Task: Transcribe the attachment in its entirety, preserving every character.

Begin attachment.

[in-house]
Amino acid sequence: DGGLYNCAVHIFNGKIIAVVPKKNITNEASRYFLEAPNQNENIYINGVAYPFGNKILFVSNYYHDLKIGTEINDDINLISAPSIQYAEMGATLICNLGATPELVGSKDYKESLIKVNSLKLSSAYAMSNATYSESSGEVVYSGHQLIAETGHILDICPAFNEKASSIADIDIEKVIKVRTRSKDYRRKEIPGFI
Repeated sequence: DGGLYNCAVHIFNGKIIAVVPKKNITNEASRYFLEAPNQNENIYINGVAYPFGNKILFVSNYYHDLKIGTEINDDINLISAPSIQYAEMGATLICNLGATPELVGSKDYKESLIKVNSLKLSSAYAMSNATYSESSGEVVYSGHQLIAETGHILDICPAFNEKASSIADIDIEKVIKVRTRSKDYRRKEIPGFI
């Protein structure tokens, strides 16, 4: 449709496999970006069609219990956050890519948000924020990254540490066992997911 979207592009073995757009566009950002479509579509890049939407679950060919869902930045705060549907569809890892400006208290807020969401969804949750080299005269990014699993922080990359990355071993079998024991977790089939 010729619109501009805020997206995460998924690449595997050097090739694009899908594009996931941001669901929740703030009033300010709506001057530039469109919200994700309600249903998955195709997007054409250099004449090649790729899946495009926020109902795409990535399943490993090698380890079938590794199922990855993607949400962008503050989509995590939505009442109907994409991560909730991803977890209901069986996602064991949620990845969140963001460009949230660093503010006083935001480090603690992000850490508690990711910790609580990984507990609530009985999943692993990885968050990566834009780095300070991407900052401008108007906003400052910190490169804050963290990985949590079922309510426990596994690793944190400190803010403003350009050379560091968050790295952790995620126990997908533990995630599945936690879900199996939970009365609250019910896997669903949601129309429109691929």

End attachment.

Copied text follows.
[in-house]
Amino acid sequence: DGGLYNCAVHIFNGKIIAVVPKKNITNEASRYFLEAPNQNENIYINGVAYPFGNKILFVSNYYHDLKIGTEINDDINLISAPSIQYAEMGATLICNLGATPELVGSKDYKESLIKVNSLKLSSAYAMSNATYSESSGEVVYSGHQLIAETGHILDICPAFNEKASSIADIDIEKVIKVRTRSKDYRRKEIPGFI
Repeated sequence: DGGLYNCAVHIFNGKIIAVVPKKNITNEASRYFLEAPNQNENIYINGVAYPFGNKILFVSNYYHDLKIGTEINDDINLISAPSIQYAEMGATLICNLGATPELVGSKDYKESLIKVNSLKLSSAYAMSNATYSESSGEVVYSGHQLIAETGHILDICPAFNEKASSIADIDIEKVIKVRTRSKDYRRKEIPGFI
């Protein structure tokens, strides 16, 4: 449709496999970006069609219990956050890519948000924020990254540490066992997911 979207592009073995757009566009950002479509579509890049939407679950060919869902930045705060549907569809890892400006208290807020969401969804949750080299005269990014699993922080990359990355071993079998024991977790089939 010729619109501009805020997206995460998924690449595997050097090739694009899908594009996931941001669901929740703030009033300010709506001057530039469109919200994700309600249903998955195709997007054409250099004449090649790729899946495009926020109902795409990535399943490993090698380890079938590794199922990855993607949400962008503050989509995590939505009442109907994409991560909730991803977890209901069986996602064991949620990845969140963001460009949230660093503010006083935001480090603690992000850490508690990711910790609580990984507990609530009985999943692993990885968050990566834009780095300070991407900052401008108007906003400052910190490169804050963290990985949590079922309510426990596994690793944190400190803010403003350009050379560091968050790295952790995620126990997908533990995630599945936690879900199996939970009365609250019910896997669903949601129309429109691929």